1. The Rise and Fall of the Dinosaurs by Steve Brusatte (2018). Reviewed here.
  2. City of Saints and Madmen by Jeff VanderMeer (3rd edition 2004). First volume of VanderMeer’s Ambergris trilogy, which has just been released in a new one-volume edition. Deeply weird book full of squids and mushrooms; the back matter is even weirder, and marvellous, and probably not included in the omnibus, more’s the pity.
  3. On Fragile Waves by E. Lily Yu (2021, forthcoming). Fabulist novel focusing on the experiences of an Afghan refugee family in Australia. I have mixed feelings about this book, which I will explain in a review closer to its publication date.
  4. The Typewriter Revolution by Richard Polt (2015). Engaging look at the present-day typewriter enthusiast counterculture, exploring how the epitome of bureaucracy can become a subversive tool; plus lots of advice for people who want to acquire, use and maintain old manual typewriters.
  5. Ancestral Night by Elizabeth Bear (2019). Fascinating space opera with engaging aliens and worldbuilding that is nonetheless not a fun read due to its unflinching focus on emotionally abusive relationships.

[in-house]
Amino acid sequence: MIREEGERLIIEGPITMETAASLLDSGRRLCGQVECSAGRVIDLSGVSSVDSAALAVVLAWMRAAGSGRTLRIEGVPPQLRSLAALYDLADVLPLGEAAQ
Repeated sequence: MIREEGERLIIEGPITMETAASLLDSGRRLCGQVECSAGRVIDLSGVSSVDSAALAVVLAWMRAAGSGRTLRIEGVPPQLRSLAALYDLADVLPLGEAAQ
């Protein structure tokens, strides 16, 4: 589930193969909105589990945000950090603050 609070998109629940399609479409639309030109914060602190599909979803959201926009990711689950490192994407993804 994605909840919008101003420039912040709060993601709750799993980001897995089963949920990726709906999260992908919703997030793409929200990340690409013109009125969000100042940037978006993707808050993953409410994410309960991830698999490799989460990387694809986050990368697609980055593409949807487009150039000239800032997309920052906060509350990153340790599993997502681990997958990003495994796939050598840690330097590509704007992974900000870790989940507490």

6. Where Do Camels Belong? by Ken Thompson (2014). Polemic challenging our assumptions about invasive species: what makes them invasive, whether invasive actually a problem, et cetera. About half of the points made are valid, or are valid in some contexts but not others. It depends, as usual.
  7. Typewriters for Writers by Scott Schad (2014). A buying guide for writers who want to use typewriters, based on the writer’s own collection, experiences and opinions (he’s awfully exercised about the absence of the “1” key). Lots of photos result in a very large Kindle file size.
  8. The Book on the Edge of Forever by Christopher Priest (1994). Reread occasioned by Straczinski’s announcement that The Last Dangerous Visions really, for sure, truly is coming out this time.
  9. To the Letter by Simon Garfield (2013). Book about the art of letter-writing that spends rather more time than I expected on letter-collecting.